Why Ukraine’s COVID-19 Problem Is Everyone’s Problem

Even before Russian forces invaded Ukraine in March 2014, Ukraine had been struggling to manage the COVID-19 outbreak. It was slower to launch its COVID-19 vaccination campaigns than other European countries, and while the government encouraged citizens to get immunized, most people struggled to find a way to get the shot, didn’t feel the need to get vaccinated, or didn’t trust the safety and efficacy of the vaccine.

Before the February 24 invasion, only 35% of Ukraine’s population was vaccinated. This puts Ukraine in line with the majority of neighboring countries. However, some other countries such as Poland and Hungary have higher coverage. While different health systems and varying attitudes about vaccination in those countries are contributing to those contrasting rates, Ukraine’s relatively low vaccination rate could have implications for how large additional surges of cases, both in the country and in the region become as a result of the war. Like many other countries, Ukraine experienced a surge in cases due to the Omicron variant in November and another peak in the first week of February—most likely due to its low level of vaccination. The country had 60% positive COVID-19 results by the middle February.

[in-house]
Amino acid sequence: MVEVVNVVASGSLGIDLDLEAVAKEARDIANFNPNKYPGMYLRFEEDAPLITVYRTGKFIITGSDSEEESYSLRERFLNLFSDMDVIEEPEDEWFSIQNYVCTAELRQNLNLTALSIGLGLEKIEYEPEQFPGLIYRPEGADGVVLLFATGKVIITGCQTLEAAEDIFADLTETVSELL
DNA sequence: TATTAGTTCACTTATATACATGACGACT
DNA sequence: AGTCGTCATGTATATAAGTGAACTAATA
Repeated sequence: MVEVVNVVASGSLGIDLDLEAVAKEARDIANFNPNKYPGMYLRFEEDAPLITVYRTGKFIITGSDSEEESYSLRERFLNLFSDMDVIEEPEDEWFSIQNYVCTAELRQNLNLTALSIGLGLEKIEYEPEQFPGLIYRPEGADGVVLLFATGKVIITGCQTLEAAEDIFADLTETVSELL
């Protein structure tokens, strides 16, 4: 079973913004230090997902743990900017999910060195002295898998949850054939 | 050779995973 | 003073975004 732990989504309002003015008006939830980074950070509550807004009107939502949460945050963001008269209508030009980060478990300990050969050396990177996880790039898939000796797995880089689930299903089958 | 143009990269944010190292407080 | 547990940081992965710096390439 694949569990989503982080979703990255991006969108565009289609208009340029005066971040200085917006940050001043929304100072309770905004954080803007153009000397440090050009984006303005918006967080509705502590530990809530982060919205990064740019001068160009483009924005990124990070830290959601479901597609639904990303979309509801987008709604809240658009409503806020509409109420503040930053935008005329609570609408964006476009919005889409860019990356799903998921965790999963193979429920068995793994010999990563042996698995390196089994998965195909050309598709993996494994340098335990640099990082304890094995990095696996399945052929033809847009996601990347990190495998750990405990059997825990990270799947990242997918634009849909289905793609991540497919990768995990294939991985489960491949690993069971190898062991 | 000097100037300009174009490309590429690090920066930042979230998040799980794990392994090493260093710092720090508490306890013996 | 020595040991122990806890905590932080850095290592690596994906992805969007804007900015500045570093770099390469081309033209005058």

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Such low vaccine coverage isn’t enough to control a highly transmissible virus like SARS-CoV-2, say public health experts. Add in a war—with the political and social upheaval it causes—and not only are spikes in infections inevitable, but there is also the potential for new variants to emerge, which puts the whole world at risk.

SARS-CoV-2 spread can be controlled by vaccination and other mitigation measures, such as wearing masks, social distancing and maintaining basic hygiene. However, these are difficult to do when the country is under siege. The humanitarian group Doctors Without Borders has been distributing trauma kits and training health care providers in Mariupol, Ukraine—a target of the Russian attack—as well as providing shelter and basic health needs for those crossing the border into other countries like Poland. But it’s not enough.

“War is an infectious disease’s best friend,” says Michael Osterholm, director of the Center for Infectious Disease Research and Policy at the University of Minnesota. “It challenges every public health program you can possibly have. It reduces access to medical care for the seriously ill. And it often encourages transmission of disease when people crowd into shelters and train platforms. This is going to be the perfect storm of one serious challenge after another.”